The country's economic indicators appear significantly low after the first six months of the current fiscal. The mismanagement of ministries and departments further affirms the downslide. Prothom Alo on Saturday reported that 10 ministries and departments could not spend even 10 per cent of their allocations. Failing to spend even one-tenth of the ADP's allocation means a revised Annual Development Programme (ADP) will reduce allocations for these ministries. The funds have to be refunded as these could not be spent which means people's tax money will not be spent by the ministries for the benefit of the people and they will not get due service.

On one hand, there is a slowdown in revenue collection while, on the other hand the government’s revenue expenditure or cost of running the administration is increasing. Although the costs of the ministries and subordinate bureaucratic departments increase, their projects are not implemented in time. The practice of returning funds for failed projects has become a norm over the years.

This year, the ADP allocated Tk 109 billion for 127 projects of these ministries and departments. Only Tk 6 billion has been spent from these allocations so far in the past six months. Even the overall implementation rate of the ADP is the lowest in the past four years. To avoid impediments in spending the money for any project, the obligation to seek permission from the finance ministry was abolished. Yet neither the administration nor the people benefitted from this.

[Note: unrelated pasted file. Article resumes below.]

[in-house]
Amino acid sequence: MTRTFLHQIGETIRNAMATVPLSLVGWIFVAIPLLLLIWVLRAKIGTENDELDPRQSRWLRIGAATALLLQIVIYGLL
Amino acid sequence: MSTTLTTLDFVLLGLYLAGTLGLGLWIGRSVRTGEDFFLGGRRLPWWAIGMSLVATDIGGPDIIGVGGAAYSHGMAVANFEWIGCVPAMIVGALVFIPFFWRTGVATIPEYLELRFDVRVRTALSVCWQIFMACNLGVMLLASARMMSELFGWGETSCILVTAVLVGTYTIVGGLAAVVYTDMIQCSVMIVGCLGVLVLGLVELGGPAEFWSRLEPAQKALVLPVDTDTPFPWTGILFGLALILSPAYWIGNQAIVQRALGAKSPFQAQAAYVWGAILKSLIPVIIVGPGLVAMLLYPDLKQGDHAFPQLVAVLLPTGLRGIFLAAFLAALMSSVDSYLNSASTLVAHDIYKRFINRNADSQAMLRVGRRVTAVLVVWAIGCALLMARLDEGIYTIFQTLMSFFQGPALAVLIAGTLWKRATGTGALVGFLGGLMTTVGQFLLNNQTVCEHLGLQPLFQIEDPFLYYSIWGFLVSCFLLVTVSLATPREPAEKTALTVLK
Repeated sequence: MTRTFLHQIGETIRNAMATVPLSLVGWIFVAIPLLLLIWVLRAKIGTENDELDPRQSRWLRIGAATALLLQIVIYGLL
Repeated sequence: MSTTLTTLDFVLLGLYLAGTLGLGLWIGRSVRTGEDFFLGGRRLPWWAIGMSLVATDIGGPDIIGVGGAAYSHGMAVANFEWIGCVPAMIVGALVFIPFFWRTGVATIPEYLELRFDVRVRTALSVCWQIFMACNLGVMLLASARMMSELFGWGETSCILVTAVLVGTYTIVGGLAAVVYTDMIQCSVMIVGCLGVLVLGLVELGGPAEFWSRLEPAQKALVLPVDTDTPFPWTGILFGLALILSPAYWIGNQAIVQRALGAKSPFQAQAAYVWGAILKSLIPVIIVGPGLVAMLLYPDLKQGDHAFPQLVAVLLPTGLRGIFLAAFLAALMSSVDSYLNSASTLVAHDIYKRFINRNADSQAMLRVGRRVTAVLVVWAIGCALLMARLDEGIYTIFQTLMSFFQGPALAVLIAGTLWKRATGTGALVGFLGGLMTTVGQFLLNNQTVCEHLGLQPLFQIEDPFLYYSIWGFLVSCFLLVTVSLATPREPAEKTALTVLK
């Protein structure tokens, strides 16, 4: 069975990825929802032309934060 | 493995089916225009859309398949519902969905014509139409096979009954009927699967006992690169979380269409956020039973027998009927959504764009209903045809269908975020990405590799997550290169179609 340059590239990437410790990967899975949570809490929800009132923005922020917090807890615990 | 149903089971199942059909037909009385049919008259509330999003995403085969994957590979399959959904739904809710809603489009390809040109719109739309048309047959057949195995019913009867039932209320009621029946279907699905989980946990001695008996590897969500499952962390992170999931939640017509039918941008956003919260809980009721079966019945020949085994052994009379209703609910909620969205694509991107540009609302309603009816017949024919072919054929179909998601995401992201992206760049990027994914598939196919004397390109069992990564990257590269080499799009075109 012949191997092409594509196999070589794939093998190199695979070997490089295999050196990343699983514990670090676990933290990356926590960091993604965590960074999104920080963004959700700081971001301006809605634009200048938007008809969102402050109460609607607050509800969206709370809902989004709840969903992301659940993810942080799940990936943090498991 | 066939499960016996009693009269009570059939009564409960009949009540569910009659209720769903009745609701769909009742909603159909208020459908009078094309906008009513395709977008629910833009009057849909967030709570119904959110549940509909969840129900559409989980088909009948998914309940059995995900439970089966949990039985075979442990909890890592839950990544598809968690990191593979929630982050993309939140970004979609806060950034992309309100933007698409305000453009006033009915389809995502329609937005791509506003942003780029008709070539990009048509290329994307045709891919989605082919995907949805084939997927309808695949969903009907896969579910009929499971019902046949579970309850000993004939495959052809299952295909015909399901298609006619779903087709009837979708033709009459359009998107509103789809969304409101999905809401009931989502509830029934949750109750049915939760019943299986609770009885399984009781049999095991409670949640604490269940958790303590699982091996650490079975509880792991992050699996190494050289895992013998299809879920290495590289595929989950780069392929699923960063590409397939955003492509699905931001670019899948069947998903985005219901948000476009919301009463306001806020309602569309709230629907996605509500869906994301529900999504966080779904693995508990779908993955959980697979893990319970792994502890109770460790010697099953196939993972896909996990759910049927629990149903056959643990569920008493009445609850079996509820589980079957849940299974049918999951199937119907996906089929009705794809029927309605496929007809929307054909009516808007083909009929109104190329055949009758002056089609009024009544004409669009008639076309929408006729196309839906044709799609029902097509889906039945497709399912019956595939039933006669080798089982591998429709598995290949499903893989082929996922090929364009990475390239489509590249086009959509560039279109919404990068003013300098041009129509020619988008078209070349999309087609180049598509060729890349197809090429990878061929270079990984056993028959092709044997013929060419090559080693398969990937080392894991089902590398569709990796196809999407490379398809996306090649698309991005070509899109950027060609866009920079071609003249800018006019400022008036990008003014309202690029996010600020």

It is obviously inefficient not to spend the project money after the beginning of the financial year. The files will remain tied in red tape and no decision will be made on time. And then they will say, the money could not be spent due to procedural complexities. This money is for the people, but its benefits cannot reach the people. Those who are responsible are not suffering the consequence. It is the people who have to suffer.

Sometimes the projects are completed in the eleventh hour at the year end after wasting time. The contractors and suppliers then completed the work in a rush or sometimes take the bill leaving the work incomplete. The quality of work cannot be ensured. It is certainly a means of corruption to provide such opportunity to contractors and traders.

At present, the number of high-ranking government officials is big and the expenditure for them is higher than ever. They must be accountable for their work. The disadvantages of this mismanagement are multidimensional. Allocation is being made to the projects that are not being implemented. Again, because of those allocations, allocation in education, health and industrial sectors is reduced. There is no opportunity to use the funds of unfinished projects for deficit sectors. As a result, people’s fundamental rights and their economic capacities fall at stake. They are not served as they were promised. However, the government tries to flaunt the allocations in various sectors during budget preparation.

It is necessary to pinpoint why the ministries and departments could not implement the ADP. The ministries and departments need to find ways to address the issue as well. There is no substitute for ensuring holistic and balanced development.